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Playing Atari with Saddam Hussein
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Playing Atari with Saddam Hussein

3.91  ·  Rating details ·  979 ratings  ·  213 reviews
At the start of 1991, eleven-year-old Ali Fadhil was consumed by his love for soccer, video games, and American television shows. Then, on January 17, Iraq’s dictator Saddam Hussein went to war with thirty-four nations lead by the United States.

Over the next forty-three days, Ali and his family survived bombings, food shortages, and constant fear. Ali and his brothers play
Kindle Edition, 176 pages
Published February 6th 2018 by HMH Books for Young Readers
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Playing Atari with Saddam Hussein is inspired by the true story of Ali Fadhil, a boy living in Basra, Iraq during the first Gulf War in 1991. Ali was like other children and went to school, loved to play football, read comics and play video games, but what set him apart from others was that he had a myriad of things to worry about, including a war right on his doorstep. Rather than living a life of peace, Ali had to deal with living in a safe room with his siblings and parents in fear of bombs. ...more
This book is a wonderful and quick read for a younger audience that would like to learn more about world events through the eyes of a peer. Ali, is telling the story of 1991 events with Iraq and Kuwait and later catched up to more relevant issues with Saddam. It was written to keep the attention of a younger reader while still educating them about what daily life was like during war.

The MAIN nagative point I have with this book is the title. i think it is kind of misleading and doesn't make a T
Jun 08, 2017 rated it it was amazing
I'm a big fan of realistic historical fiction and this book for middle school kids jumps right up there with my top favorites. I'm curious as to how much of this book is actually fiction and not fictionalized, but either way, I found it simply un-put-downable. I was in high school during the first Iraq war and I remember it fairly well. My friends and I were fascinated by it, in a naively idealistic, we-are-the-saviors-of-the-world kind of way. To read about the war from the perspective of a kid ...more
Ms. Yingling
Aug 08, 2017 rated it really liked it
E ARC from Edelweiss Above the Treeline

Ali lives in Basra, Iraq in 1991 with his family, including brothers Ahmed and Shirzad and young sister Shireen. His mother is a math professor, his father is a dentist and army medic reservist, and the family lives a comfortable life complete with video games and American television programs. Ali has known war for much of his life, but when the US prepares to launch Dessert Storm attacks, he realizes how much more serious this war is. Since bridges have be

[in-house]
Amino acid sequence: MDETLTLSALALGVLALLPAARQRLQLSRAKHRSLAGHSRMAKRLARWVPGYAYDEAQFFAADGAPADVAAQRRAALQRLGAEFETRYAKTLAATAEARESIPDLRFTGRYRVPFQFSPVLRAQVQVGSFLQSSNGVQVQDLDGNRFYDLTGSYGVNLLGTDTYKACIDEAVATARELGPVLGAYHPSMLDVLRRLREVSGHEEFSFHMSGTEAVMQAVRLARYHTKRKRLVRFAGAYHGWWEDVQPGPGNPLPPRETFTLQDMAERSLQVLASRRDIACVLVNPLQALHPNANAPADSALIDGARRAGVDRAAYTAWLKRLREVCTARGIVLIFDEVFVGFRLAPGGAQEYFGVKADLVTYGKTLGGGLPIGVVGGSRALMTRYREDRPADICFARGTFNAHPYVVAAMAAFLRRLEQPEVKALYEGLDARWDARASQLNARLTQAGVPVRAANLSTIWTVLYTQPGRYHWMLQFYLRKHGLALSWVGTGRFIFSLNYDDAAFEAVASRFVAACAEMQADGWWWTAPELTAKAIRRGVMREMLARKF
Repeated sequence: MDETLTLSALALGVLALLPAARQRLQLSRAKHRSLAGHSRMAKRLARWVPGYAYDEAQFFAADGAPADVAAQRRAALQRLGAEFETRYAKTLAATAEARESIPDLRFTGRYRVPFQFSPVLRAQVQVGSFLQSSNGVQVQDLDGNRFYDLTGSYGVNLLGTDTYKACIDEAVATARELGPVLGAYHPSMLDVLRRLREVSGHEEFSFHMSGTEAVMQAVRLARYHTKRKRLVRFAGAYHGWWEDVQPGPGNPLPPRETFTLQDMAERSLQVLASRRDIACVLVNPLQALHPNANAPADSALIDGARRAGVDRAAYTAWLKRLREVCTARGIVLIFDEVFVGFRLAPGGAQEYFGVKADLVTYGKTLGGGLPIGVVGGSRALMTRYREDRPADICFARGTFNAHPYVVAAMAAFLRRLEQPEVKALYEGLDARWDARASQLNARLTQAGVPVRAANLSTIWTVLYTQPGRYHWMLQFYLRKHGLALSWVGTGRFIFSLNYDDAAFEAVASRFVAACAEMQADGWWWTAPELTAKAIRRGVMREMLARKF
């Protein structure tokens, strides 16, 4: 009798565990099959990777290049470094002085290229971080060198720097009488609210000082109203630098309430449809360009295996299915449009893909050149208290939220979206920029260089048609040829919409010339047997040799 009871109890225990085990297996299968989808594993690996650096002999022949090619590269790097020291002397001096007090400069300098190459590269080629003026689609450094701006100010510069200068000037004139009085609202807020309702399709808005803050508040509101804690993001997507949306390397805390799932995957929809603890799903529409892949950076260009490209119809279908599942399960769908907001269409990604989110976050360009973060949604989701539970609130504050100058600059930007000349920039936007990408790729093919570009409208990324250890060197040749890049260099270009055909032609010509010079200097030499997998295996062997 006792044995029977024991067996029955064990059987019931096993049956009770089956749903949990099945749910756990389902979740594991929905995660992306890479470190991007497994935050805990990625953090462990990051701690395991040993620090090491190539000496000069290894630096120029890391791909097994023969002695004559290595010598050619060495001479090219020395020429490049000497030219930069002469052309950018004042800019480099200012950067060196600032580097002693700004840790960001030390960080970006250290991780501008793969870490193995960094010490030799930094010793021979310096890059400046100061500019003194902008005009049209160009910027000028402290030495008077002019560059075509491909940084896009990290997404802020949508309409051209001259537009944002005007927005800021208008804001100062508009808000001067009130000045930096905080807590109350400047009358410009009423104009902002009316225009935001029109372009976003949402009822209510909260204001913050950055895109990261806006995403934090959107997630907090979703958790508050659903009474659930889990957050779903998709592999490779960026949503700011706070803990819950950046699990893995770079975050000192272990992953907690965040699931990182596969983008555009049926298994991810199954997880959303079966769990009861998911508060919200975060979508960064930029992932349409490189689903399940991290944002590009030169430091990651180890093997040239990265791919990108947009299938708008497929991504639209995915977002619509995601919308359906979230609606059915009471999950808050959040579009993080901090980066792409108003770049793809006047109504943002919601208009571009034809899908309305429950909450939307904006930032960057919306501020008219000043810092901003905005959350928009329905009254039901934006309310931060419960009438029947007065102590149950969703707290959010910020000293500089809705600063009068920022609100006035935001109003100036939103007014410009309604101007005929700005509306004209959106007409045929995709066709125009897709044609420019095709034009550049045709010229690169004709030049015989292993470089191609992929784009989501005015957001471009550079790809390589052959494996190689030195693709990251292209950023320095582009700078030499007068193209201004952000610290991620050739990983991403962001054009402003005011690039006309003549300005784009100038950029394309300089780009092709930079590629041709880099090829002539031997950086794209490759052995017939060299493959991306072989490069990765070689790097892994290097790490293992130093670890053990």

Mississippi Library Commission
When Ali was eleven, all he wanted to do was play soccer and video games. He had as normal a life as can be expected growing up in Saddam Hussein's Iraq, although he was bullied some for being half-Kurdish. Then, the country he most admires, the United States, is suddenly embroiled in a war with his country. Extremely well-written and impossible to put down, this book is perfect for middle schoolers that like reading about regular kids in exceptional times.
I had no idea what to expect with this book and ended up really enjoying it. I read it for the February #yabookchat discussion on Twitter. It tells the story of Ali Fadhil, the co-author of the book, who was a boy in Iraq during Desert Storm. This is his retelling of what it was like for those 40 days, and then his work as a translator during Saddam Hussein's trials later. My only drawback: it did read like a co-authored biographical work, meaning that some points were choppy/disjointed since it ...more
Hoover Public Library Kids and Teens
Fadhil’s childhood in Iraq forms the basis of this dramatic fictionalized account of life during Operation Desert Storm, the 43-day war that followed Iraq’s invasion of Kuwait in 1991.
While I was generally annoyed by how the actual atari playing was a plot point at the very beginning and very end of the story with nothing added throughout, I understand that the point was merely to showcase the things that were given up during war time only to be picked back up afterward.

This is the story of Ali's family, living in Basra, south of Baghdad and just next to Kuwait after Hussain decided to take Kuwait for himself and American along with other nations decided to fight back agains